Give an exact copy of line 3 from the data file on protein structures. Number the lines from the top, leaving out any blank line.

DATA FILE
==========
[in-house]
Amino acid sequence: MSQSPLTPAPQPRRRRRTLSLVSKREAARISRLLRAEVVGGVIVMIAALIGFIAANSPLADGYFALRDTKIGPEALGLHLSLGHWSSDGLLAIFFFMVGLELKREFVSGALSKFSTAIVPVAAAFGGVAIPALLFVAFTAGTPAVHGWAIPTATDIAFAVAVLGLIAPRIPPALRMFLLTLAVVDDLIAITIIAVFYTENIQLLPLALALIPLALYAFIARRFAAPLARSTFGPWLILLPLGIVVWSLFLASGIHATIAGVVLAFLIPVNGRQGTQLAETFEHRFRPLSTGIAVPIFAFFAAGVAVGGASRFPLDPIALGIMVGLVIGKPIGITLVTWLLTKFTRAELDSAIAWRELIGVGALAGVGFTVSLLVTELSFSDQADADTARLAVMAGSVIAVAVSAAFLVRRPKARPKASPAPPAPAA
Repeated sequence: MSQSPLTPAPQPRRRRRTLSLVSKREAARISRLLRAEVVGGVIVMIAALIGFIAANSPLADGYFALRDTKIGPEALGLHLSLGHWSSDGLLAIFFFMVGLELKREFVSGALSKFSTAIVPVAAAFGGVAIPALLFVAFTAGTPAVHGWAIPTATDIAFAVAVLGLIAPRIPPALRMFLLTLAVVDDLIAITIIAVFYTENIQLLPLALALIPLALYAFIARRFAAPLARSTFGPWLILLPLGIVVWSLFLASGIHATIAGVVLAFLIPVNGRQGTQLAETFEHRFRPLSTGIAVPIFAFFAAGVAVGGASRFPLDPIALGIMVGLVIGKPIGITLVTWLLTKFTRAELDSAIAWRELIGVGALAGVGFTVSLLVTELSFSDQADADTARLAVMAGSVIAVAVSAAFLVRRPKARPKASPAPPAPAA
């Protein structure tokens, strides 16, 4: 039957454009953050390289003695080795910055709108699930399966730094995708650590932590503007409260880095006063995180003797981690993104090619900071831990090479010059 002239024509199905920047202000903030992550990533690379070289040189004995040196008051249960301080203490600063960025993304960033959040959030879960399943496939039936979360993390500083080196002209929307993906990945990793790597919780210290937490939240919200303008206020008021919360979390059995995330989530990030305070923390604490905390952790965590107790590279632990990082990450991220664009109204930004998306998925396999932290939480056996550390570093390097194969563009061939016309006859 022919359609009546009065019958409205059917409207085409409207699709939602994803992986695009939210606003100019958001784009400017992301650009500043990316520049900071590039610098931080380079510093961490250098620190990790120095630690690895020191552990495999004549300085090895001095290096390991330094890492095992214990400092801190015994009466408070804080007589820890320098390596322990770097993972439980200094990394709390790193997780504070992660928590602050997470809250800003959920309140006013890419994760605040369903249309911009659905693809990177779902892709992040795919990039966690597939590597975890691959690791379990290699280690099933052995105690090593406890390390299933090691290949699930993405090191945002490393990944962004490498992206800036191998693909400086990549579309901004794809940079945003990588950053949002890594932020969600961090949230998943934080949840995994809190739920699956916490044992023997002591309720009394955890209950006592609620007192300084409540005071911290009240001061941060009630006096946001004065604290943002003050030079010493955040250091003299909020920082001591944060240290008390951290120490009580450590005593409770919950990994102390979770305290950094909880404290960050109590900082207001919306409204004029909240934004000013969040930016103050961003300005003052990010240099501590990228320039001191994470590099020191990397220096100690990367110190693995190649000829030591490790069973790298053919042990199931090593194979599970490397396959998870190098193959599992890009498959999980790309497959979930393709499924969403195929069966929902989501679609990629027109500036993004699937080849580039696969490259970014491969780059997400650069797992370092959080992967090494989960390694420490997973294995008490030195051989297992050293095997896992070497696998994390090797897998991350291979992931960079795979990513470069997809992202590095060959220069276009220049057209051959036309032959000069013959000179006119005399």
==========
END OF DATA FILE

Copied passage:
Repeated sequence: MSQSPLTPAPQPRRRRRTLSLVSKREAARISRLLRAEVVGGVIVMIAALIGFIAANSPLADGYFALRDTKIGPEALGLHLSLGHWSSDGLLAIFFFMVGLELKREFVSGALSKFSTAIVPVAAAFGGVAIPALLFVAFTAGTPAVHGWAIPTATDIAFAVAVLGLIAPRIPPALRMFLLTLAVVDDLIAITIIAVFYTENIQLLPLALALIPLALYAFIARRFAAPLARSTFGPWLILLPLGIVVWSLFLASGIHATIAGVVLAFLIPVNGRQGTQLAETFEHRFRPLSTGIAVPIFAFFAAGVAVGGASRFPLDPIALGIMVGLVIGKPIGITLVTWLLTKFTRAELDSAIAWRELIGVGALAGVGFTVSLLVTELSFSDQADADTARLAVMAGSVIAVAVSAAFLVRRPKARPKASPAPPAPAA